Less than a week after the Republicans lost the US presidential election, there are signs that the US's stalemate on illegal immigration may be resolved. The Schumer Graham bill would, in effect, grant an amnesty for most illegal aliens already in the US while strengthening the border to prevent any further illegal immigration.
There have been various bills put before Congress in the last few years but all have foundered because Congress has been 'gridlocked'. In order to become law, a bill must get the support of both houses of Congress; the Senate and the House of Representatives. The President has a veto on legislation and must also sign an Act to make it law.
Since 2010, the Democrats have controlled the Senate with a small majority and the Republicans have controlled the House of Representatives. Therefore, a measure of bipartisan support is required in order for laws to be passed. However, in an increasingly poisonous political atmosphere in Washington, bipartisan support has been conspicuous by its absence.
Both parties have used filibusters to block legislation and cooperation is a thing of the past. A filibuster is a lengthy speech that uses up all the available time for debate on a bill and so prevents it from becoming law. Thomas Mann and Norman Ornstein, non-partisan US political commentators, say that it is mainly the Republican Party that has withdrawn cooperation as it moves to the right.
However, defeat in the election may have persuaded the Republicans to cooperate on immigration reform. Senator Lindsay Graham, a Republican from South Carolina has re-opened talks with Democrat senator Charles Schumer about legislation that would reform the US immigration system and provide a path to citizenship for many illegal immigrants already in the country.
Earlier this year, Mr Graham warned the Republicans that their hard-line stance on immigration could not be successful for long. 'We're not generating enough angry white guys to stay in business for the long term' he told the Washington Post in an interview in August. This comment is seen by many as having been prophetic after the Republican's fourth defeat in six elections.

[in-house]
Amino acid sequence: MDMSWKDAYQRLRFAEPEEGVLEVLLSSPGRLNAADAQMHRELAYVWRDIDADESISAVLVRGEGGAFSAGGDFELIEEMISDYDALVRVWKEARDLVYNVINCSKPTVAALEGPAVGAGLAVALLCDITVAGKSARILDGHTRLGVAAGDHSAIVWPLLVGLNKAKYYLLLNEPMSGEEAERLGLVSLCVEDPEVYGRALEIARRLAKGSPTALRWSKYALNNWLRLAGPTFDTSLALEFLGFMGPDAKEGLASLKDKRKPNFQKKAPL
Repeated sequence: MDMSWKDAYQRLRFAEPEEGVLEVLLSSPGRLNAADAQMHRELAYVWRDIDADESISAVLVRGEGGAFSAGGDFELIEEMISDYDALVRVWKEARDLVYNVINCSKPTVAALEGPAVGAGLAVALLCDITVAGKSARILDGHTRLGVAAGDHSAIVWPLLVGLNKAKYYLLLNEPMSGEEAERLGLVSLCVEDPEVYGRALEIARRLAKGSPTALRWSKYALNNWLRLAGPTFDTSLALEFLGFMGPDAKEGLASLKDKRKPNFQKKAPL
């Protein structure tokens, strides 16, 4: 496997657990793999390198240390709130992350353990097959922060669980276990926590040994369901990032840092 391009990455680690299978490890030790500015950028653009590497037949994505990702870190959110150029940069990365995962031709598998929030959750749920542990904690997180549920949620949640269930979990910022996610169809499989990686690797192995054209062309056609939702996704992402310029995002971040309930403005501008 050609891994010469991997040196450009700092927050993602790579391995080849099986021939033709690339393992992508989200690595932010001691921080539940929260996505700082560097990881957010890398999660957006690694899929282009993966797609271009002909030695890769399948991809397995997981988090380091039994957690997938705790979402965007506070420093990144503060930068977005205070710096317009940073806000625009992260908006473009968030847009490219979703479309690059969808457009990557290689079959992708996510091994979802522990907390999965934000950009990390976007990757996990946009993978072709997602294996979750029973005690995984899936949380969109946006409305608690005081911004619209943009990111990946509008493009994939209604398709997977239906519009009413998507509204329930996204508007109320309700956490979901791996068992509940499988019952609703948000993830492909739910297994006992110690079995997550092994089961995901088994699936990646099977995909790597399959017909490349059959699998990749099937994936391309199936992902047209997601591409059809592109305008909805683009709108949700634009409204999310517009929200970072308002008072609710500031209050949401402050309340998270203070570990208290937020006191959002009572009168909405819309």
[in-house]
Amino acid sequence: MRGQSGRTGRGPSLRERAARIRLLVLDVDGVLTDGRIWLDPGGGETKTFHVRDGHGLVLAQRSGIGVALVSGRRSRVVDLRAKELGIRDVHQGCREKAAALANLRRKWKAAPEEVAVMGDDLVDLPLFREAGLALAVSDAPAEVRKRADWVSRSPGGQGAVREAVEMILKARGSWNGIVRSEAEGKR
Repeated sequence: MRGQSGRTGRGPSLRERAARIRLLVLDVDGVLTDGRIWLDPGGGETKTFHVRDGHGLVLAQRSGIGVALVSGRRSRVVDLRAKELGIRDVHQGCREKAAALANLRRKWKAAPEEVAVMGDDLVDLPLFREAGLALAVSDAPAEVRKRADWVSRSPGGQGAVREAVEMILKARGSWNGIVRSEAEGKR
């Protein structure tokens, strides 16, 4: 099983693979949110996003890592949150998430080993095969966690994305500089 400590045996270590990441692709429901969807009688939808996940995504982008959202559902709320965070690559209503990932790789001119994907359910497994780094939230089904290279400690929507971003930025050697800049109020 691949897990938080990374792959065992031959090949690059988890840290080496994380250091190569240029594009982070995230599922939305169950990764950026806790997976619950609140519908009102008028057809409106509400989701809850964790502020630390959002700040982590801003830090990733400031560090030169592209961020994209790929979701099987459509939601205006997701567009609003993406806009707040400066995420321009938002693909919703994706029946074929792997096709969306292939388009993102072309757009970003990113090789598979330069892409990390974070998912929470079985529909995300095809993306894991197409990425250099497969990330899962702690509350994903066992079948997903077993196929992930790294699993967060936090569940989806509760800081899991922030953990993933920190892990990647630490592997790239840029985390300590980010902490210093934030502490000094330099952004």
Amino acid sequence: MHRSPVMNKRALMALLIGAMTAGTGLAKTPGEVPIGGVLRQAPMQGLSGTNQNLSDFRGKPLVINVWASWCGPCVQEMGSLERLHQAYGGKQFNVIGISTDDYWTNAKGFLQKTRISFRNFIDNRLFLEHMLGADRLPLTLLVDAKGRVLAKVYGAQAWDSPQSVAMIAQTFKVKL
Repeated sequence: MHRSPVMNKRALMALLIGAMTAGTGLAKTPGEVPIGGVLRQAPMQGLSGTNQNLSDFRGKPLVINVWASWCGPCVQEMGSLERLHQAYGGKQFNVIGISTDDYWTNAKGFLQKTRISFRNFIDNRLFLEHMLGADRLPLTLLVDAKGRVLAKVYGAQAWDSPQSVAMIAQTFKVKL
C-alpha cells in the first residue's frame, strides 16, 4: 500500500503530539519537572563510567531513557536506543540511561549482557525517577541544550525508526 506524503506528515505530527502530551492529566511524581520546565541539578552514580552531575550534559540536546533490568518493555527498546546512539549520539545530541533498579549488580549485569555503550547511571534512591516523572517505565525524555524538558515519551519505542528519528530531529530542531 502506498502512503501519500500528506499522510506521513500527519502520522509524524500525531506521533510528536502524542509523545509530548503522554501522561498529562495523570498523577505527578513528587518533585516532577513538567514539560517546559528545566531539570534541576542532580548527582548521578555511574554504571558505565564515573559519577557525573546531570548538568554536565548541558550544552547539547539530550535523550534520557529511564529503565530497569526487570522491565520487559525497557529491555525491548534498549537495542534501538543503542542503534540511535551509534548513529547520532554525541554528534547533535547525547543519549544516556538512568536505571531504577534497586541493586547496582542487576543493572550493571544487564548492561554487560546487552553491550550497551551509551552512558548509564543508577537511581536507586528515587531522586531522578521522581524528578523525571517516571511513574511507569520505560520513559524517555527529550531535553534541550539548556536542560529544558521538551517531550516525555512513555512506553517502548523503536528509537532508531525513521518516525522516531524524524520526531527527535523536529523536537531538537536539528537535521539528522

Mr Graham criticised his party again on the CBS programme Face the Nation on the morning of Sunday 11th November 2012. He said that the Republicans had taken a very aggressive stance against Mexican immigration and had been losing support among Hispanic voters as a result. 'This is an odd formula for a party to adopt; the fastest-growing demographic in the country, and we're losing votes every election cycle. And it has to stop. It's one thing to shoot yourself in the foot. Just don't reload the gun. I intend to pass an immigration reform bill that's an American solution to an American problem,' he said. 'We have nobody but ourselves to blame when it comes to Hispanics and we can get them back with some effort on our part.'
The Republican leader in Congress, House of Representatives Speaker John Boehner, has also said that he believes Republicans can cooperate with Democrats to fix the US's 'broken' immigration system.
Senator Schumer, who is from New York, appeared on NBC's Meet the Press programme on Sunday and said 'I think we have a darned good chance of using this blueprint to get something done this year. The Republican Party has learned that being…anti-immigrant doesn't work for them politically and they know it.'
Senators Schumer and Graham first started their talks on their bill in 2010. President Obama gave it his blessing but the bill came to nothing. The bill has four main provisions
• The introduction of biometric ID cards for employment verification to prevent illegal aliens from working
• A further strengthening of the border security between the US and Mexico and increased internal security measures to prevent further illegal immigration
• The establishment of a process for licencing and admitting temporary workers to the US
• The establishment of a path towards citizenship for illegal immigrants already in the US providing they do not have criminal records
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